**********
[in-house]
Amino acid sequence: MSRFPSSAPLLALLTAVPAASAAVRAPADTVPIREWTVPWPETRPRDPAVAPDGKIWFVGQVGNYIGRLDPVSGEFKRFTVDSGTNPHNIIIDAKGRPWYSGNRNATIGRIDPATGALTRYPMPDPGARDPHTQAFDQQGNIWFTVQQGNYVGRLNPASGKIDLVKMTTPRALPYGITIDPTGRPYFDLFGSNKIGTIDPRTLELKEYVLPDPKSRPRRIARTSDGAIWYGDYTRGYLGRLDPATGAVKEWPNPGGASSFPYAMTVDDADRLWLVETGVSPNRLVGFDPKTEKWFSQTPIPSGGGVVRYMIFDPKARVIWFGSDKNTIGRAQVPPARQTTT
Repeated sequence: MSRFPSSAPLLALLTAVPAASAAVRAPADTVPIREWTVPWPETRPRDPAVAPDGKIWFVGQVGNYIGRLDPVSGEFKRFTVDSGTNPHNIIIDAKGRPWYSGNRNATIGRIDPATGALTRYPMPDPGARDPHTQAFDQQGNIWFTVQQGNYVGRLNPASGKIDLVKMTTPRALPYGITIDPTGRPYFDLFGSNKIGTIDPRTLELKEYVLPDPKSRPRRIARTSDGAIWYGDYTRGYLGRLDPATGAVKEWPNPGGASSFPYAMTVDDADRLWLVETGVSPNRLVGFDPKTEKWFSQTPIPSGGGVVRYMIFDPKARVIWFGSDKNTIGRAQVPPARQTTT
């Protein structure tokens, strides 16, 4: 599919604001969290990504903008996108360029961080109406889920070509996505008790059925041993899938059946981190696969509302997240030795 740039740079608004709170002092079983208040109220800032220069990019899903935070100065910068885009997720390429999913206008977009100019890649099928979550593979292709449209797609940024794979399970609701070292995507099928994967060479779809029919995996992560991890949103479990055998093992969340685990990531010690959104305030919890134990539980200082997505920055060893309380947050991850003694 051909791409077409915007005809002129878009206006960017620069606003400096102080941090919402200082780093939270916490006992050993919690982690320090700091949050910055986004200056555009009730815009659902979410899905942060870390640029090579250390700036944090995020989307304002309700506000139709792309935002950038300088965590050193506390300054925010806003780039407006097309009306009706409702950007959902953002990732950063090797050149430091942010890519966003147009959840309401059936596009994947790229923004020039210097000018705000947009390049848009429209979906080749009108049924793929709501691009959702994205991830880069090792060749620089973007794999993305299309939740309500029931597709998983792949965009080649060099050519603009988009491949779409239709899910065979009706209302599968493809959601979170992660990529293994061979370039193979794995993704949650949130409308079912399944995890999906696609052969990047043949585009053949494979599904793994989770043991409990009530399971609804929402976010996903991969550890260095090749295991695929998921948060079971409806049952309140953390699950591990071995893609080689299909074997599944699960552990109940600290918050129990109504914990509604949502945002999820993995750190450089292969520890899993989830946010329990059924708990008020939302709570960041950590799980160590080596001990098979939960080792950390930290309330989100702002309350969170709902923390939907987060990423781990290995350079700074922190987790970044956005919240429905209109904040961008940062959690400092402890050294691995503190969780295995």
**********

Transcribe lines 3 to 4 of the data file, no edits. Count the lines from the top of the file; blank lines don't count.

Repeated sequence: MSRFPSSAPLLALLTAVPAASAAVRAPADTVPIREWTVPWPETRPRDPAVAPDGKIWFVGQVGNYIGRLDPVSGEFKRFTVDSGTNPHNIIIDAKGRPWYSGNRNATIGRIDPATGALTRYPMPDPGARDPHTQAFDQQGNIWFTVQQGNYVGRLNPASGKIDLVKMTTPRALPYGITIDPTGRPYFDLFGSNKIGTIDPRTLELKEYVLPDPKSRPRRIARTSDGAIWYGDYTRGYLGRLDPATGAVKEWPNPGGASSFPYAMTVDDADRLWLVETGVSPNRLVGFDPKTEKWFSQTPIPSGGGVVRYMIFDPKARVIWFGSDKNTIGRAQVPPARQTTT
């Protein structure tokens, strides 16, 4: 599919604001969290990504903008996108360029961080109406889920070509996505008790059925041993899938059946981190696969509302997240030795 740039740079608004709170002092079983208040109220800032220069990019899903935070100065910068885009997720390429999913206008977009100019890649099928979550593979292709449209797609940024794979399970609701070292995507099928994967060479779809029919995996992560991890949103479990055998093992969340685990990531010690959104305030919890134990539980200082997505920055060893309380947050991850003694 051909791409077409915007005809002129878009206006960017620069606003400096102080941090919402200082780093939270916490006992050993919690982690320090700091949050910055986004200056555009009730815009659902979410899905942060870390640029090579250390700036944090995020989307304002309700506000139709792309935002950038300088965590050193506390300054925010806003780039407006097309009306009706409702950007959902953002990732950063090797050149430091942010890519966003147009959840309401059936596009994947790229923004020039210097000018705000947009390049848009429209979906080749009108049924793929709501691009959702994205991830880069090792060749620089973007794999993305299309939740309500029931597709998983792949965009080649060099050519603009988009491949779409239709899910065979009706209302599968493809959601979170992660990529293994061979370039193979794995993704949650949130409308079912399944995890999906696609052969990047043949585009053949494979599904793994989770043991409990009530399971609804929402976010996903991969550890260095090749295991695929998921948060079971409806049952309140953390699950591990071995893609080689299909074997599944699960552990109940600290918050129990109504914990509604949502945002999820993995750190450089292969520890899993989830946010329990059924708990008020939302709570960041950590799980160590080596001990098979939960080792950390930290309330989100702002309350969170709902923390939907987060990423781990290995350079700074922190987790970044956005919240429905209109904040961008940062959690400092402890050294691995503190969780295995």